- It matters to Facebook employees . . . a flat to down stock price isn’t something that tends to keep the most ambitious people working long hours week after week.
- Prospective employees may look twice at working at Facebook.
- Valuations of other Internet companies just took a big hit.
The federal court in New York yesterday sentenced billionaire Raj Rajaratnam, founder of Galleon hedge fund, to 11 years in prison for insider trading. The 11-year sentence, while far less than the 24 years and 5 months sought by the prosecution, is the longest ever in an insider trading case in the U.S. This sentence is well-deserved, a sentiment that may appall my criminal-defense attorney son and former colleagues at the Prisoners’ Rights Project, but it is Rajaratnam’s naked dishonesty and greed, his fundamental corruption, that are appalling. Arguing for a lesser sentence one of his lawyers cited Rajaratnam’s charitable work, saying “Raj Rajaratnam has attempted to make the world a better place. If there is a ledger in one’s life, he should have some credit to draw upon in that ledger now that things have gone bad.”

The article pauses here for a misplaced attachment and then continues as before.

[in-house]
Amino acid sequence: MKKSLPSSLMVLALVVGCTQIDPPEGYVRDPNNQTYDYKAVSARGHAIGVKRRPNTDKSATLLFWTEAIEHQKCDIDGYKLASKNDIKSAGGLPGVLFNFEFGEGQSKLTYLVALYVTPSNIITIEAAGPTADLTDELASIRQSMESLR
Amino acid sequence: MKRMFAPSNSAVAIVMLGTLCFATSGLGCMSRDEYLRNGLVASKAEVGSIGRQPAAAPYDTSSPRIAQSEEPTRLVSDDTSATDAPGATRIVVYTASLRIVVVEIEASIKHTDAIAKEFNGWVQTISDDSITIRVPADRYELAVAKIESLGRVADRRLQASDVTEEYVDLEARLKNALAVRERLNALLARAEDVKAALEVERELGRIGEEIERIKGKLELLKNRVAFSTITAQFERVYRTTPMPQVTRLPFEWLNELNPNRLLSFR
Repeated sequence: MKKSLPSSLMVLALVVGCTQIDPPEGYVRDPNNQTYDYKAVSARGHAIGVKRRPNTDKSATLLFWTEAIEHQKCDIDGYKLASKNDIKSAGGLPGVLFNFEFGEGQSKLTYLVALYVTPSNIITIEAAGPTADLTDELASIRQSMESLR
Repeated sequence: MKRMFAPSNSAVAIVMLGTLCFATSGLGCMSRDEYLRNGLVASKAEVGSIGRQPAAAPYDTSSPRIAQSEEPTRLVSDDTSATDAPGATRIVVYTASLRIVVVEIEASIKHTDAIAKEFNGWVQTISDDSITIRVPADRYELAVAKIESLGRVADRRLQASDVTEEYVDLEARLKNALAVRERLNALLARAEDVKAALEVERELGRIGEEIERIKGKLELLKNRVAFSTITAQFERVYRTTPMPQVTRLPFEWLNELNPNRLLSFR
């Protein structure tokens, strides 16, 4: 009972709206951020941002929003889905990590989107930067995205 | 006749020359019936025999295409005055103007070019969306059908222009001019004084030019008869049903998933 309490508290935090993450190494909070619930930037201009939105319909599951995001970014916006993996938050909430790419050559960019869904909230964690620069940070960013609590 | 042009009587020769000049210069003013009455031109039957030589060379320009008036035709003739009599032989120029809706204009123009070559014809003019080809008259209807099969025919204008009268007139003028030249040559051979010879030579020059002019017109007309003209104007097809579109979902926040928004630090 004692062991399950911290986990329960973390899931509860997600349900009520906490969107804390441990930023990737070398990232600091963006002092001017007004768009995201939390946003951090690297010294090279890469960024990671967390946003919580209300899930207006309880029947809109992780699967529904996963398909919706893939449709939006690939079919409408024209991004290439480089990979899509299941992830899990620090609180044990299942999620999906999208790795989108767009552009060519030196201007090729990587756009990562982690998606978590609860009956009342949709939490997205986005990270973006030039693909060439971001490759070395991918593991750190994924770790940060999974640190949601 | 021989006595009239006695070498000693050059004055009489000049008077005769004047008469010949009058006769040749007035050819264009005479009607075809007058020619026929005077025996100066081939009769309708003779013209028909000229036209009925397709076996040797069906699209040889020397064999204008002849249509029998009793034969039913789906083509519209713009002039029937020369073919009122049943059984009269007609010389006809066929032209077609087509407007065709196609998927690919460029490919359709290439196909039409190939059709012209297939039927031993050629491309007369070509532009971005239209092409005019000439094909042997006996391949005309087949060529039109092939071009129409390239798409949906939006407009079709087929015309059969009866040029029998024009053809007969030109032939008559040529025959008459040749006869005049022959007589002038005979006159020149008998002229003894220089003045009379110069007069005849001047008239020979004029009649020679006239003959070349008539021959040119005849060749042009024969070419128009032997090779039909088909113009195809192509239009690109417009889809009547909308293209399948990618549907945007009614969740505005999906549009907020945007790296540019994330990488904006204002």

Now that things have gone bad? This is not an appropriate situation to use the passive voice. Things did not go bad, like a bottle of milk left too long in the hot sun. Rajaratnam had education and wealth and affirmatively chose to be a criminal. He earned the shame and crushed reputation that are now his legacy.
A Freakonomics podcast about family-owned businesses reports that passing on control of the business to the next generation–what Freakonomics calls “Scionology”–generally diminishes value. It makes sense that passing control into a talent pool of limited size, whose members are determined by what Warren Buffet calls the “ovarian lottery,” would tend to yield less favorable results than merit-based succession to a larger and more diverse pool. This is true in all developed countries–except Japan. Why? Because “Japanese families often adopt an adult to take over.” 98%–98%!!!!–of Japanese adoptees are males between the ages of 25 and 30. Only 2% of Japanese adoptees are children.